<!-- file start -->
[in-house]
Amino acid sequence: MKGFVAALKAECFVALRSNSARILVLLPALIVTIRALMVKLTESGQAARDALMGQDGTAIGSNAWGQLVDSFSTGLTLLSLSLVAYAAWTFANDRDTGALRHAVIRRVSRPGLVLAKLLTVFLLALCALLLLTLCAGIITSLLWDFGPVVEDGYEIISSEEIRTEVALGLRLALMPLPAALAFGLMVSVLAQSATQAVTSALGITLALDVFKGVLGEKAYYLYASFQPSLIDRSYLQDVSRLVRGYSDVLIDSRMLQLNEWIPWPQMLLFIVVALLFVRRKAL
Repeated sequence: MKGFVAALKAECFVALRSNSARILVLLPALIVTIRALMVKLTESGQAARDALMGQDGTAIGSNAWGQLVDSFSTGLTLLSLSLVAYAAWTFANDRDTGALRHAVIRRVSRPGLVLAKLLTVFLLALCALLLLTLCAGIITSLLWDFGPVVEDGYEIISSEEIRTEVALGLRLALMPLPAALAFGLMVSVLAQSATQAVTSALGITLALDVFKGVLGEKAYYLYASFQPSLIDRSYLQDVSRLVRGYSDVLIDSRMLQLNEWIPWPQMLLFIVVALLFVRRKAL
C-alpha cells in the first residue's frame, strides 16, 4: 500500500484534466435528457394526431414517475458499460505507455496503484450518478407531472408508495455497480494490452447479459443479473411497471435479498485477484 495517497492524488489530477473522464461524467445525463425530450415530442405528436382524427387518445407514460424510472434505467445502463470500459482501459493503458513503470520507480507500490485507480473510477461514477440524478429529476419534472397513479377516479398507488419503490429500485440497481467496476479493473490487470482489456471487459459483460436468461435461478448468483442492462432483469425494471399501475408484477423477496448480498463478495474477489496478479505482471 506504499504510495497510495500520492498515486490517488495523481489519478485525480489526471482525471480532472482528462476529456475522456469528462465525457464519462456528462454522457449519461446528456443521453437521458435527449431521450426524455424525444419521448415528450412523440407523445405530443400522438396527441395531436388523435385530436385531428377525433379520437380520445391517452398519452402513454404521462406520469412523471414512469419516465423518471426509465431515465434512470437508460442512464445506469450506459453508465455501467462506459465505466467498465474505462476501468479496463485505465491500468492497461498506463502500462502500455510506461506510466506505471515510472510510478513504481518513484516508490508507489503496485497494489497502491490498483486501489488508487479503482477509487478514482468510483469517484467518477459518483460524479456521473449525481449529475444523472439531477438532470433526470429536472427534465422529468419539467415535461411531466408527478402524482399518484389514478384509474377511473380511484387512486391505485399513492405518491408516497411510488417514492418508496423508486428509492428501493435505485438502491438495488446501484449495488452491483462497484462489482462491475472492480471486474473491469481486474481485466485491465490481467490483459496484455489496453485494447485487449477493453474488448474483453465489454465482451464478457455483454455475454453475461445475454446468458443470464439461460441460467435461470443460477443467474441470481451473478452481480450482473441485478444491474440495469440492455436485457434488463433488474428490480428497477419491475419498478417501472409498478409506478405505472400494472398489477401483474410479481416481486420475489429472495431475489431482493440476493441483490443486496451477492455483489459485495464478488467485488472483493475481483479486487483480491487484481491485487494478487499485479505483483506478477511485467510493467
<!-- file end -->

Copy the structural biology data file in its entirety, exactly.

[in-house]
Amino acid sequence: MKGFVAALKAECFVALRSNSARILVLLPALIVTIRALMVKLTESGQAARDALMGQDGTAIGSNAWGQLVDSFSTGLTLLSLSLVAYAAWTFANDRDTGALRHAVIRRVSRPGLVLAKLLTVFLLALCALLLLTLCAGIITSLLWDFGPVVEDGYEIISSEEIRTEVALGLRLALMPLPAALAFGLMVSVLAQSATQAVTSALGITLALDVFKGVLGEKAYYLYASFQPSLIDRSYLQDVSRLVRGYSDVLIDSRMLQLNEWIPWPQMLLFIVVALLFVRRKAL
Repeated sequence: MKGFVAALKAECFVALRSNSARILVLLPALIVTIRALMVKLTESGQAARDALMGQDGTAIGSNAWGQLVDSFSTGLTLLSLSLVAYAAWTFANDRDTGALRHAVIRRVSRPGLVLAKLLTVFLLALCALLLLTLCAGIITSLLWDFGPVVEDGYEIISSEEIRTEVALGLRLALMPLPAALAFGLMVSVLAQSATQAVTSALGITLALDVFKGVLGEKAYYLYASFQPSLIDRSYLQDVSRLVRGYSDVLIDSRMLQLNEWIPWPQMLLFIVVALLFVRRKAL
C-alpha cells in the first residue's frame, strides 16, 4: 500500500484534466435528457394526431414517475458499460505507455496503484450518478407531472408508495455497480494490452447479459443479473411497471435479498485477484 495517497492524488489530477473522464461524467445525463425530450415530442405528436382524427387518445407514460424510472434505467445502463470500459482501459493503458513503470520507480507500490485507480473510477461514477440524478429529476419534472397513479377516479398507488419503490429500485440497481467496476479493473490487470482489456471487459459483460436468461435461478448468483442492462432483469425494471399501475408484477423477496448480498463478495474477489496478479505482471 506504499504510495497510495500520492498515486490517488495523481489519478485525480489526471482525471480532472482528462476529456475522456469528462465525457464519462456528462454522457449519461446528456443521453437521458435527449431521450426524455424525444419521448415528450412523440407523445405530443400522438396527441395531436388523435385530436385531428377525433379520437380520445391517452398519452402513454404521462406520469412523471414512469419516465423518471426509465431515465434512470437508460442512464445506469450506459453508465455501467462506459465505466467498465474505462476501468479496463485505465491500468492497461498506463502500462502500455510506461506510466506505471515510472510510478513504481518513484516508490508507489503496485497494489497502491490498483486501489488508487479503482477509487478514482468510483469517484467518477459518483460524479456521473449525481449529475444523472439531477438532470433526470429536472427534465422529468419539467415535461411531466408527478402524482399518484389514478384509474377511473380511484387512486391505485399513492405518491408516497411510488417514492418508496423508486428509492428501493435505485438502491438495488446501484449495488452491483462497484462489482462491475472492480471486474473491469481486474481485466485491465490481467490483459496484455489496453485494447485487449477493453474488448474483453465489454465482451464478457455483454455475454453475461445475454446468458443470464439461460441460467435461470443460477443467474441470481451473478452481480450482473441485478444491474440495469440492455436485457434488463433488474428490480428497477419491475419498478417501472409498478409506478405505472400494472398489477401483474410479481416481486420475489429472495431475489431482493440476493441483490443486496451477492455483489459485495464478488467485488472483493475481483479486487483480491487484481491485487494478487499485479505483483506478477511485467510493467